3 and certification courses), the use of online education was less frequently described for undergraduate courses. Internet use in education can enhance nurses computer skills making it possible to create an online community of learners engaged in effective online interaction between each other and with their teachers (Billings and Kowalski 2005; Sykes 2003; Wagner 1994). The following case studies illustrate these and other outcomes as well as changes in nursing education at Otago Polytechnic during the past ten years. Case Study One Bioscience on the Internet for Registered Nurses and Midwives In 1996, an undergraduate bioscience course, traditionally classroom based, was redesigned for distance learning using multimedia (Internet, CD-ROM, video). The main reason for the conversion was because registered nurses (and midwives) practising throughout New Zealand needed flexible study arrangements if they were to obtain a degree (Bachelor of Nursing or Bachelor of Midwifery), whilst continuing to work in practice. Many potential students lived some distance from tertiary education providers and others had difficultly arranging job release to attend regular classes; therefore the opportunity to study using the Internet was timely. Also at that time, the Nursing Council of New Zealand was promoting the introduction of nurse prescribing and competency-based practising certificates, events which would necessitate further education for practitioners. In addition, the success of an online, distance course in Occupational Therapy at Otago Polytechnic provided an idea of what could be achieved. Planning and development of Bioscience on the Internet took two years. It was resourced with a part-time lecturer, and supported by personnel from the Educational Technology Team (Hegarty 2000). The design involved interactive content based on a prescribed course textbook with online quizzes and discussion related to bioscience concepts and clinical situations. Participants in the course were encouraged to learn and think online through the use of questioning techniques, exercises, and examples of clinical applications; these were presented on an interconnecting series of web pages organised into topics. For example, is a screen shot of a web page on the topic Tissues. A question was posed, and the user could think about their answer before clicking on the A to find out if their answer was correct or not. Exercises encouraged students to explore, test their understanding and undertake practical activities. For example, labelling a diagram as illustrated in Figure 2. This was a simple and one dimensional activity but served its purpose in the early stages of the course, by encouraging students to engage with the topic. Resources at the time did not allow the development Hegarty and Stewart - Online Learning - Scope (Flexible Learning), 1, Nov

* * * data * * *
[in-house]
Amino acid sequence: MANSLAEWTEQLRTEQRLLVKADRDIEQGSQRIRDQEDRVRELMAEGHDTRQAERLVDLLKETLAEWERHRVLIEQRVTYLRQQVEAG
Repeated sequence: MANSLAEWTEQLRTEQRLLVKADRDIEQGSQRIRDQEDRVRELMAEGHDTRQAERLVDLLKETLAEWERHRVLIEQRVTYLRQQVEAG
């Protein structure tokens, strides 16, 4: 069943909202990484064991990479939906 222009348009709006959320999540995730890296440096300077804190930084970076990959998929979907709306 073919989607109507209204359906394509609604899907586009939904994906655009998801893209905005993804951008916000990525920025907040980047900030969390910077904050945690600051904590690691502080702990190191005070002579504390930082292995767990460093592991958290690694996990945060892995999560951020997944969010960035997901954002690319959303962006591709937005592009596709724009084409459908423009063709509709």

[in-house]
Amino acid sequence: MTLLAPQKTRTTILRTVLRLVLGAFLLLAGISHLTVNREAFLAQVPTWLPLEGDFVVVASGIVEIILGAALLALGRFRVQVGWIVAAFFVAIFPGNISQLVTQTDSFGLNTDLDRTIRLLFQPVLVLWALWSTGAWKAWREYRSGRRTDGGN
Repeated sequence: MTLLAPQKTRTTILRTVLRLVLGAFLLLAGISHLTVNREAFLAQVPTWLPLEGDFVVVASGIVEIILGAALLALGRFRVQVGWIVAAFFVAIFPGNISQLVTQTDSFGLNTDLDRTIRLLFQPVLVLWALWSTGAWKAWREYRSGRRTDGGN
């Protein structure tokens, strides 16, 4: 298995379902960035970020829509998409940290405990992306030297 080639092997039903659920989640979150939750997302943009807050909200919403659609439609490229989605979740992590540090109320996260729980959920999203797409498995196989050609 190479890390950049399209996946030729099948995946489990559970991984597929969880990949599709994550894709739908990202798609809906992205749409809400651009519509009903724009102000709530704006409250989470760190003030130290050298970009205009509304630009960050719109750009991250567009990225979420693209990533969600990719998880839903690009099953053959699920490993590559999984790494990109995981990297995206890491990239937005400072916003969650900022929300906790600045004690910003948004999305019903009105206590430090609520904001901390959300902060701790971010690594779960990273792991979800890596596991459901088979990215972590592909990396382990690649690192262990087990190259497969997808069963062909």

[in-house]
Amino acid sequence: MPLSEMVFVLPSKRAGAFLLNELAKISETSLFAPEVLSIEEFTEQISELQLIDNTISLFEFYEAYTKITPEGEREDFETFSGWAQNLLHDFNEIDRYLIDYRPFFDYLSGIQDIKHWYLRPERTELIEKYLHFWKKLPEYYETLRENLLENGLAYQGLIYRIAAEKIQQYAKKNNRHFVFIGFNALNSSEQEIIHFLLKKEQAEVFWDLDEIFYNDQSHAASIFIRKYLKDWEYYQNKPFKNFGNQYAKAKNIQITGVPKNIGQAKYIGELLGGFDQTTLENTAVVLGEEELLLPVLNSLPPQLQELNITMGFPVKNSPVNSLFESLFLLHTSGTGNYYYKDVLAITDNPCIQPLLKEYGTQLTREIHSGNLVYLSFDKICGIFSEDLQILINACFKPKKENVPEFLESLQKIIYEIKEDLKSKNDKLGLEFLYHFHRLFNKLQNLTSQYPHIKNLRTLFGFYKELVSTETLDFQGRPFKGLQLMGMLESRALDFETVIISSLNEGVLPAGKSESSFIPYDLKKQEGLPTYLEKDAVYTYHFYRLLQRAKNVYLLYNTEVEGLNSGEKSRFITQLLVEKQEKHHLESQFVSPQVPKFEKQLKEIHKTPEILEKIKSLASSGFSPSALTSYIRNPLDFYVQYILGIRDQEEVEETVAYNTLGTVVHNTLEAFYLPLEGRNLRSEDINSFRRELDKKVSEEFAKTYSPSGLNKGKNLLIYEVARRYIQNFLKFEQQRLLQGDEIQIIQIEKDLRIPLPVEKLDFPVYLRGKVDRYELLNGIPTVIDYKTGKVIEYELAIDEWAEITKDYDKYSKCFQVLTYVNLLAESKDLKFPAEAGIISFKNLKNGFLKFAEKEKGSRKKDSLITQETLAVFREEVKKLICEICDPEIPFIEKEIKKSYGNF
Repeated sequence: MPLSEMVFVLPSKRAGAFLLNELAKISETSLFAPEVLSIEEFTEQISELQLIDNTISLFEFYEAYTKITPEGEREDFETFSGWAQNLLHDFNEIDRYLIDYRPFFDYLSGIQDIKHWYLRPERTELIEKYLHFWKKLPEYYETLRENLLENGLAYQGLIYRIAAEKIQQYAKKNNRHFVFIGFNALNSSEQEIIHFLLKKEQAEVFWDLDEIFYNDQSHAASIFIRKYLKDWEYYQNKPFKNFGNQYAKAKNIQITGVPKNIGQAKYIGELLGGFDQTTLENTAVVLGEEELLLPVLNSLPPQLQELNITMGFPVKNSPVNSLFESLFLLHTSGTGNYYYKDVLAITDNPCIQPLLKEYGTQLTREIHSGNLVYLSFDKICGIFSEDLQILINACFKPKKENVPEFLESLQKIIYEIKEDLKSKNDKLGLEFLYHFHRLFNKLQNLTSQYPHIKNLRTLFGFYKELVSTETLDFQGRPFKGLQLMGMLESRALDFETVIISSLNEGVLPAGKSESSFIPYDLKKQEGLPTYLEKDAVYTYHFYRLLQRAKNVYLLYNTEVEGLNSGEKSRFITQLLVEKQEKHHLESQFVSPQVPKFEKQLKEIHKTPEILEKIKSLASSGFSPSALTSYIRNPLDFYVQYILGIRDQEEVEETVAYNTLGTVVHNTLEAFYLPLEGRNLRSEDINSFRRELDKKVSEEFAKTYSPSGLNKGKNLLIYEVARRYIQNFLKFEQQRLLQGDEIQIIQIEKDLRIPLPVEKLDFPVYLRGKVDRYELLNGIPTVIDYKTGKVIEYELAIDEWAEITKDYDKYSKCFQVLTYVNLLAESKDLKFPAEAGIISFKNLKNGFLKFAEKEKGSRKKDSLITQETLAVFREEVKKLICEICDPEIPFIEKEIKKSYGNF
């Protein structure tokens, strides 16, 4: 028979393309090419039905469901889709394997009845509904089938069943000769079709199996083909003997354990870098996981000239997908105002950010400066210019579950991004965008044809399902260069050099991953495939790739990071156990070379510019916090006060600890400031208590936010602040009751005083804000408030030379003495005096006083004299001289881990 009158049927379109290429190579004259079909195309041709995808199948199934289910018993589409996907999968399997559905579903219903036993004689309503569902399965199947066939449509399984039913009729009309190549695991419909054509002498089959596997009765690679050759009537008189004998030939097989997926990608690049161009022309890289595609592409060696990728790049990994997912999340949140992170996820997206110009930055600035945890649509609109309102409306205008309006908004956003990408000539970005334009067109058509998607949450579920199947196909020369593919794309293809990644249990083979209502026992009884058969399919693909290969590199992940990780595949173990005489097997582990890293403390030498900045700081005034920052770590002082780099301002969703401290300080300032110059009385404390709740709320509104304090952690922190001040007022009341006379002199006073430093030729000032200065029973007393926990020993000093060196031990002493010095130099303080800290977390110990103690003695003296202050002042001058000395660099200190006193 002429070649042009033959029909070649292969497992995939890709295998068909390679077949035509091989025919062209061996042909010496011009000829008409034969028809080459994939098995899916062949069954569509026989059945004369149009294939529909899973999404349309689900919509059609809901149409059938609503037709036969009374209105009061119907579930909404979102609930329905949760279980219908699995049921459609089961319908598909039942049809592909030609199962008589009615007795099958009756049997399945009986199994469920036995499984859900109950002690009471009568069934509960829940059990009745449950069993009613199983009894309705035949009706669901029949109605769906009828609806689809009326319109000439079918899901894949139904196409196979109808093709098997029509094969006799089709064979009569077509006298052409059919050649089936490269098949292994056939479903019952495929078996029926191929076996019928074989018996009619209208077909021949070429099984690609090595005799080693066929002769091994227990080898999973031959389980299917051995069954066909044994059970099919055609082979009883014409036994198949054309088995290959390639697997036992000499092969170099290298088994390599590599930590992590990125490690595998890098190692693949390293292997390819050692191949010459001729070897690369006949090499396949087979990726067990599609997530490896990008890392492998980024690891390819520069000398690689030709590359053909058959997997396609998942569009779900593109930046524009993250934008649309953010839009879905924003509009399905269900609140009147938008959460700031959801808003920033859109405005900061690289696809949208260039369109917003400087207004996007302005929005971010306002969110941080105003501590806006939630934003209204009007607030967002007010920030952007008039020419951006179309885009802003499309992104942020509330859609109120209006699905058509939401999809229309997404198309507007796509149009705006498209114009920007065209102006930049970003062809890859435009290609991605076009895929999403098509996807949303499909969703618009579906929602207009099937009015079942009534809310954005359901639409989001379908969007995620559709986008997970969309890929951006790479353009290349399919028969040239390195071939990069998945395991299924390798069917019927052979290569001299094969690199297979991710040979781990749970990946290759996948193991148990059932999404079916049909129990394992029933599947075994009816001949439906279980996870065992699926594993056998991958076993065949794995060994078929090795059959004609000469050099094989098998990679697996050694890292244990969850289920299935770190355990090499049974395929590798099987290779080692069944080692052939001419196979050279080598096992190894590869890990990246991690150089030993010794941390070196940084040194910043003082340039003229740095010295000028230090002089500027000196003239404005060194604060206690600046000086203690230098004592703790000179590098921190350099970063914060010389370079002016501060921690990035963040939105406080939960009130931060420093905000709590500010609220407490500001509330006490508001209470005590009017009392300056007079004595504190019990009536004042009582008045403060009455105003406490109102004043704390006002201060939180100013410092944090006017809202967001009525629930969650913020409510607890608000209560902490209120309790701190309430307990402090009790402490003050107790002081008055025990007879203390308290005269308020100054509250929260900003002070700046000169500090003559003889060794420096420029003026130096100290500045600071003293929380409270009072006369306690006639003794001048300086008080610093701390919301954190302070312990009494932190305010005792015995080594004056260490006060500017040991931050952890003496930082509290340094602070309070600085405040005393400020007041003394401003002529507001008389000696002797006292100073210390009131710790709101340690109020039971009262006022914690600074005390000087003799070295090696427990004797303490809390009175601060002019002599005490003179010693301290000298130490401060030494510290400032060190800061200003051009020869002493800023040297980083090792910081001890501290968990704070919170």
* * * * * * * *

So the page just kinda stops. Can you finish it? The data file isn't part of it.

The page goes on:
4 Figure 1. Screenshot of a webpage on the topic of Tissues Figure 2. Screenshot of webpage requiring diagram labelling
5 of more sophisticated online learning objects and animations. In the development phase, a significant amount of time was taken in liaison with several different groups of people. This included: members of the Educational Technology Team who designed and built the web resources; publishers in order to obtain copyright permission for use of diagrams from the prescribed textbooks and copies of videos for use by distance students; copyright specialists to find out what was permissible use of material on the web; graphic artists who drew diagrams for use in the course and helped with advertising material for the course; colleagues who developed selected topics e.g. microbiology; colleagues who evaluated content (expert review); nursing school committees responsible for assessment and admissions; the Registered Nurse Coordinator who course counselled potential students and, the Registered Nurse Coordinator in order to maximise enrolments in a course specifically designed for Registered Nurses and Registered Midwives. The concept of delivering a course online for registered nurses who needed to continue their professional education was new to colleagues in the School of Nursing. Some colleagues in the school were supportive and provided feedback on the design and content of the online course, others were sceptical that bioscience could be taught online, and most were not particularly interested; the idea was just too different. Online teaching and learning was not familiar to the majority of staff who taught using face-to-face classroom methods of teaching or had experienced traditional distance learning by correspondence. Additionally, the nursing school was primarily an on-campus provider; therefore, the infrastructure for online, distance education had not been established. As a result, the project to set up an online course was a huge undertaking and in isolation took many months of work, in both project coordination and content development. Additionally the developer/lecturer needed to alter the teaching approach so that support for Registered Nurses and Registered Midwives learning to use new technologies was replaced with the traditional approach of giving lectures. The design of the online course was based on both directed and constructivist educational methods. The content of the course was prescribed and based on the course textbook, and there were activities which promoted mastery learning such as online quizzes. Several activities were offered to encourage participants to build on their existing knowledge and experience and to explore the material and topics, that is construct their own learning. For example, the lecturer posted examples of clinical scenarios to illustrate bioscience principles Hegarty and Stewart - Online Learning - Scope (Flexible Learning), 1, Nov